I was first introduced to the work of Chloe Dewe Mathews last October while on the Brighton Photo Biennial Study visit where she held a talk. When she started showing the images, I felt that the first one was strangely beautiful. However after hearing the story/stories behind the series, I felt quite moved and fascinated by them.
When starting to do some research on the National Memorial Arboretum for my third assignment, I thought back to her work and realised what an excellent example they were of “spaces to places”.
When you immediately think of “spaces to places” you think of more positive things like making a house a home or programmes such as The Big Build or Challenge Anneka, where they were tasked to create something that benefitted the community from a run down piece of land.
However, Chloe looks at spaces that have become people’s resting place. Spaces where people were led to their deaths for reasons such as cowardice or desertion. In order to engage completely in the project she chose to research the soldier and the information surrounding their shootings so she could give the best interpretation of them now. This meant arriving at locations before sunrise so she could photograph each location at the time of each shooting. This gives an eery feel to the images as you can imagine exactly what it must have been like on that very day. She also positions herself where the firing squad was so in your mind’s eye, you can see the soldier stood right in front of you.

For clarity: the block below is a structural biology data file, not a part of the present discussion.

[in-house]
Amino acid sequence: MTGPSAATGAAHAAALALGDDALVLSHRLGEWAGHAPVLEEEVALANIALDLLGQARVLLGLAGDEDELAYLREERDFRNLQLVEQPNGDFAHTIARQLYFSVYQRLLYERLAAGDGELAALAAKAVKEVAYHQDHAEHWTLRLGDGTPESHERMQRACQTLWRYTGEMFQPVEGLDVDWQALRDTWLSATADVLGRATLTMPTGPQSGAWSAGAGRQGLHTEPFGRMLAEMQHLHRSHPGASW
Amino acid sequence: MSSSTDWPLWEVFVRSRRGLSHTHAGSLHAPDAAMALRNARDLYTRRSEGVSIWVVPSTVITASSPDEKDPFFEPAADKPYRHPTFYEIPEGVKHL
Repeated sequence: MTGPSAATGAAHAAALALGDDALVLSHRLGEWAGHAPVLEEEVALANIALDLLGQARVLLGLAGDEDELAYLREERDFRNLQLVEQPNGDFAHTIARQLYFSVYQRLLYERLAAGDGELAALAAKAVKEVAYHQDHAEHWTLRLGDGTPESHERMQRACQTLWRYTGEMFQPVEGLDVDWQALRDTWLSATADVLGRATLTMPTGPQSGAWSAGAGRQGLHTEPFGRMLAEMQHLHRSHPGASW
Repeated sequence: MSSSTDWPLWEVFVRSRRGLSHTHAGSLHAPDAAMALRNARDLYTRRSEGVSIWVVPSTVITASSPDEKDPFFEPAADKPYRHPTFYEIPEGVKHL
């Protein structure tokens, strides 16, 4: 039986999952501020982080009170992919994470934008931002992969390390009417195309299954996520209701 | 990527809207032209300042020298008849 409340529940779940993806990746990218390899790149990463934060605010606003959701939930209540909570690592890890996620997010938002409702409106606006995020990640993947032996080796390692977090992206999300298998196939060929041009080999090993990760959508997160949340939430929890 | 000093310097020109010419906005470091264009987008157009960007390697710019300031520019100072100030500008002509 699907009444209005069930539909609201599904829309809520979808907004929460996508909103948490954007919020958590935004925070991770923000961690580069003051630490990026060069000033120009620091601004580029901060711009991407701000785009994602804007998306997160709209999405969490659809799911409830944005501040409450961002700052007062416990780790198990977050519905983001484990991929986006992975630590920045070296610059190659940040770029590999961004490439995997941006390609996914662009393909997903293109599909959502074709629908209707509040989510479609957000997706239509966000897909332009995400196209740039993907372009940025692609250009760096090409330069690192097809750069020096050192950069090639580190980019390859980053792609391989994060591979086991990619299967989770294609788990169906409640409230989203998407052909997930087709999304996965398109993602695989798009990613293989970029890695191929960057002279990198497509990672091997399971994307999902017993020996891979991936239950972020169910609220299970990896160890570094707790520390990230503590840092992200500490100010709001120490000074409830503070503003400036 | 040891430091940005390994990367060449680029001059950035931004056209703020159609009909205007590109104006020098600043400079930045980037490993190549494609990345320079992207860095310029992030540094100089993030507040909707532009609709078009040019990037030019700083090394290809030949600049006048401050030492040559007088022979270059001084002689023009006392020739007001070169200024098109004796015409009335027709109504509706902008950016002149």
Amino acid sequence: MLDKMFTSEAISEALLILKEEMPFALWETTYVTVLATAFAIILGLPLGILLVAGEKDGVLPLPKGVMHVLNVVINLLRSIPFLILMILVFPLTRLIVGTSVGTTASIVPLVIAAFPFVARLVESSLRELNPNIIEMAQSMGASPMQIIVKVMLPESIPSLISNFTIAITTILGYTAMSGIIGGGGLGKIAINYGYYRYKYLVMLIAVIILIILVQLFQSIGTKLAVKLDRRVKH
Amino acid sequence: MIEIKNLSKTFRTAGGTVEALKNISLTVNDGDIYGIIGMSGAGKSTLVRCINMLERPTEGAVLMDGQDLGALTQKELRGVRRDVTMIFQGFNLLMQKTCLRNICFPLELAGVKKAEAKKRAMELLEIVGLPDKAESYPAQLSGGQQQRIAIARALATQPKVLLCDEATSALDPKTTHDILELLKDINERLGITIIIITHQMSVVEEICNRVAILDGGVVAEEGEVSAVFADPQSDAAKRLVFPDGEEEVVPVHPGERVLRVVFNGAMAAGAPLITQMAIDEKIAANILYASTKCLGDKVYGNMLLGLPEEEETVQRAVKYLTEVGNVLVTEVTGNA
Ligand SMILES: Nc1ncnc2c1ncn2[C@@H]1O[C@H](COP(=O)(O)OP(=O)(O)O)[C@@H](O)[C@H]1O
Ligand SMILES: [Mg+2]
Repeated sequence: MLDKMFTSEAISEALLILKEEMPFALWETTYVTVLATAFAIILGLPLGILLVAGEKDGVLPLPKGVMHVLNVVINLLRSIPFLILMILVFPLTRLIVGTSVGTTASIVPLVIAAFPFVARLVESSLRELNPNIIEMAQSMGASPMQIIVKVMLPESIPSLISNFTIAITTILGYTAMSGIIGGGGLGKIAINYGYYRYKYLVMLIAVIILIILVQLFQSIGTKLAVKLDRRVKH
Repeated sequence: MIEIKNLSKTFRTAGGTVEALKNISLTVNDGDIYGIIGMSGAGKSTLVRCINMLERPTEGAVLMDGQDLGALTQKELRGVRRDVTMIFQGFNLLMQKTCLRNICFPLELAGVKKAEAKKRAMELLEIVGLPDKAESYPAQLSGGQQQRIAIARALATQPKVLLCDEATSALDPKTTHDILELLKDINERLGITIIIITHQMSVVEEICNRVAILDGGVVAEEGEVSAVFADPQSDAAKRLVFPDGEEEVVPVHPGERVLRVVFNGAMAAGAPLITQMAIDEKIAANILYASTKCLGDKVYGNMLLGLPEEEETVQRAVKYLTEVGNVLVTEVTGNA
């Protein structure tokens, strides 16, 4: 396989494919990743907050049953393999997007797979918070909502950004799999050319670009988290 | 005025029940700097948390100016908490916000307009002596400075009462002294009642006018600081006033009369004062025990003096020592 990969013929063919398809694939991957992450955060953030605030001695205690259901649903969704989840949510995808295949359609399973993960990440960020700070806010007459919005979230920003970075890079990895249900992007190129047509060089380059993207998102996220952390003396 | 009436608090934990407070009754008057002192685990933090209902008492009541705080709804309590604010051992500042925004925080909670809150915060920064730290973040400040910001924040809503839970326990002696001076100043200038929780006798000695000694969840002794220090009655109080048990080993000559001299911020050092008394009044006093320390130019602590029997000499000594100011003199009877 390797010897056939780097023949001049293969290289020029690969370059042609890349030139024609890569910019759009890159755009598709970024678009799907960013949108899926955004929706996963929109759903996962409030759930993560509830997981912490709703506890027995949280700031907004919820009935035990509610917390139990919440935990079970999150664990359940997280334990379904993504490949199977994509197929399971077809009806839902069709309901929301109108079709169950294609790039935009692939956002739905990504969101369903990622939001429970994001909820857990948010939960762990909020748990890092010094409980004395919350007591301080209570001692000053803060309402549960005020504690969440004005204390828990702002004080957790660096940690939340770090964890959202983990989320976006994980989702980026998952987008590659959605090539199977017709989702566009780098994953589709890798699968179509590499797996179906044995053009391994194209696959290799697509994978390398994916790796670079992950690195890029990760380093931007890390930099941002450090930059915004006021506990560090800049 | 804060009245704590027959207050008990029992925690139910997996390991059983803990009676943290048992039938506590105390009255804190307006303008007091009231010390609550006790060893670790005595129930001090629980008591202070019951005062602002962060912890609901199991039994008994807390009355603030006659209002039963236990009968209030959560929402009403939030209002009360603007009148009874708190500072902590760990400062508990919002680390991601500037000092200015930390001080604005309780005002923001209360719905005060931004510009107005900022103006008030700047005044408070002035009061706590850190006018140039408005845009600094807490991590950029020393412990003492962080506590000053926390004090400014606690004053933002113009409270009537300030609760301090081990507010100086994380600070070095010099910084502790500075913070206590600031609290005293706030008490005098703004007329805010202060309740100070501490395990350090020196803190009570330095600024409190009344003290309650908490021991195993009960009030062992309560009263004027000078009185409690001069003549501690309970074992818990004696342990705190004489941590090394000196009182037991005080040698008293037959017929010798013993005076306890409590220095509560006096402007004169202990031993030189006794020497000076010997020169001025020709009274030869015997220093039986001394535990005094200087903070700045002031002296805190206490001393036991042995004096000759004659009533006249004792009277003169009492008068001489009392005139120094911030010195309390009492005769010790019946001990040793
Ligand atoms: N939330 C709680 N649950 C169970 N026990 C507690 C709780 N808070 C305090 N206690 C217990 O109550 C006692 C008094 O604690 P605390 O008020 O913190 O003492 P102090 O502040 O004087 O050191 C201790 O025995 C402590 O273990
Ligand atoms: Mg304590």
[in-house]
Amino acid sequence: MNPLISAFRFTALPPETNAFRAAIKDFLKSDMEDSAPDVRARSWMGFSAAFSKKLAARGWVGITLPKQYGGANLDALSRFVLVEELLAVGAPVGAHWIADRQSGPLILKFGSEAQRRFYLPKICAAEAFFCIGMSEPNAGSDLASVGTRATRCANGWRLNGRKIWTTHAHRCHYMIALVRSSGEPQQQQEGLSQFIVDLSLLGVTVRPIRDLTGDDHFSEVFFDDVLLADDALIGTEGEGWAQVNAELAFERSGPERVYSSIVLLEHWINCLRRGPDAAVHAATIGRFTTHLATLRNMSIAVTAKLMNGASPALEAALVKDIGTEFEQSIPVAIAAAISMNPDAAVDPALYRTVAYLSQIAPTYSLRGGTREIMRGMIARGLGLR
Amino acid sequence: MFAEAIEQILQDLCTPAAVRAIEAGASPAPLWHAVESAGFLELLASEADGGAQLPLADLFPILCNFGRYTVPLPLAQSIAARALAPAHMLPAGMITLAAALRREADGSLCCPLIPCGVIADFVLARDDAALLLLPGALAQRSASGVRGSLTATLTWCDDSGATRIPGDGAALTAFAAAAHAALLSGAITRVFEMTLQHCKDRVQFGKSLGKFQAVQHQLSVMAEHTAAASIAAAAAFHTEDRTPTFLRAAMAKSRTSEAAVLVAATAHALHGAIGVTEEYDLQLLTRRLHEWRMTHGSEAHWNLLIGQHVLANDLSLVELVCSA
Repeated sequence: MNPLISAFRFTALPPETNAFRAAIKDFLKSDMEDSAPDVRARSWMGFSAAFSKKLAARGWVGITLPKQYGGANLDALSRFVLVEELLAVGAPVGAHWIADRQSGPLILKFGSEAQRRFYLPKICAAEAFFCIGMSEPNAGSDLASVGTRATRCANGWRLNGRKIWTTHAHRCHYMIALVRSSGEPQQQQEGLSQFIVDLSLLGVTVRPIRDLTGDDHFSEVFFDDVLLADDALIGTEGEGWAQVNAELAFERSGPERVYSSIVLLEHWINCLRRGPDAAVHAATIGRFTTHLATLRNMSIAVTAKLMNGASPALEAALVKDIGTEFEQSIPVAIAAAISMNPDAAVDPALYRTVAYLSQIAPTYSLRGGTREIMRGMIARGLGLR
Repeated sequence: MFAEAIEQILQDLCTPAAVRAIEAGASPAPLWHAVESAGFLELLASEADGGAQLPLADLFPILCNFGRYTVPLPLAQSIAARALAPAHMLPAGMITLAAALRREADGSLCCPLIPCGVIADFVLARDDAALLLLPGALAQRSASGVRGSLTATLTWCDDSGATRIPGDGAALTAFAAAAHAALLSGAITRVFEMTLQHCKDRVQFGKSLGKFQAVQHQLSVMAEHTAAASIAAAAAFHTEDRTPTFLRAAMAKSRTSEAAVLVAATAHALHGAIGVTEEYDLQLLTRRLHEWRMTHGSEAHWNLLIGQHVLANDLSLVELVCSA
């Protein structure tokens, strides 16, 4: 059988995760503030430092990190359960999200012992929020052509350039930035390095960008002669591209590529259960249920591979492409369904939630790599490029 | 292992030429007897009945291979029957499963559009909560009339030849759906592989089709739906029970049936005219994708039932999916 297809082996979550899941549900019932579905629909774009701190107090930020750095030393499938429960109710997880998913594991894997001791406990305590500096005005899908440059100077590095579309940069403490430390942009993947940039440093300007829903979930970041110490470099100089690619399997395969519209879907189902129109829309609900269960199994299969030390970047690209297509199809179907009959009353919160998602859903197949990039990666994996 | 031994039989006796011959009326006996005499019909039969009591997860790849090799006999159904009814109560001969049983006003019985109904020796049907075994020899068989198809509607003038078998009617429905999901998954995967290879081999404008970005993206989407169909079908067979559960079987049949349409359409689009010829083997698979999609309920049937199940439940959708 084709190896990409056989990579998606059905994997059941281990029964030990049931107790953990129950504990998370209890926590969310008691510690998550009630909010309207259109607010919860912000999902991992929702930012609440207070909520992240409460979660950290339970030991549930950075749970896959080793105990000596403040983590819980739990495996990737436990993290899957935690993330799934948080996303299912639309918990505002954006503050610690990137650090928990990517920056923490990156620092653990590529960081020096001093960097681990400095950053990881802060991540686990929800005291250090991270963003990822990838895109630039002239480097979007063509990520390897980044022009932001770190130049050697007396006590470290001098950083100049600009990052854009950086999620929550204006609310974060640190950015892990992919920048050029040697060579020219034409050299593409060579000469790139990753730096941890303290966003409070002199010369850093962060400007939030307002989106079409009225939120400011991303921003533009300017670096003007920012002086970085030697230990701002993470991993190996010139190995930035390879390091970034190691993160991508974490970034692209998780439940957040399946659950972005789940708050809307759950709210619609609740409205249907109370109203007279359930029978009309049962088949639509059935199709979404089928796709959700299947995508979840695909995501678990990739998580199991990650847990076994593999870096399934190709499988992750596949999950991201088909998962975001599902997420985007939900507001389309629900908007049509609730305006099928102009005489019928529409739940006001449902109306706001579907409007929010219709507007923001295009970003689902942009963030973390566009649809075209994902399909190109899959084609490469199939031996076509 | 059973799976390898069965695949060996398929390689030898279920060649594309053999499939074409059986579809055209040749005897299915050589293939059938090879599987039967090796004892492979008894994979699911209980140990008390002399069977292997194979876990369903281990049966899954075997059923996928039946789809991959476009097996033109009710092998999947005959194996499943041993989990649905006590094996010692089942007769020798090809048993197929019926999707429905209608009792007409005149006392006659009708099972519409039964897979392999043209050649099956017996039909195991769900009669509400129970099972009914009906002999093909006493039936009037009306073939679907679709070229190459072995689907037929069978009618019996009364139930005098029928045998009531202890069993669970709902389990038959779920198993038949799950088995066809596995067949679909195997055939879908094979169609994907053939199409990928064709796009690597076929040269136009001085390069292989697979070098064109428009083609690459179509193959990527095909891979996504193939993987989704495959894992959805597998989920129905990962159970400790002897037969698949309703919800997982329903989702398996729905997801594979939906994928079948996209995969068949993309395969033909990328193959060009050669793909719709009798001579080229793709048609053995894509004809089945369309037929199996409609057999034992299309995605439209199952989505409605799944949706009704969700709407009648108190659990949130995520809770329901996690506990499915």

What also struck me was how different the spaces where, from fields in the middle of nowhere to what is now a primary school. However what remains of each space is that they are ordinary. There wasn’t anywhere special or particular they were taken, it was just where they were at the time. This gives you a sense of how little people thought of them or the spaces and how easily it could have been somewhere else.
Each image is titled after the officer who was shot there giving the date, time and reason. These titles add to the poignancy of the images and identify each space as a place of remembrance, humiliation and ultimately death.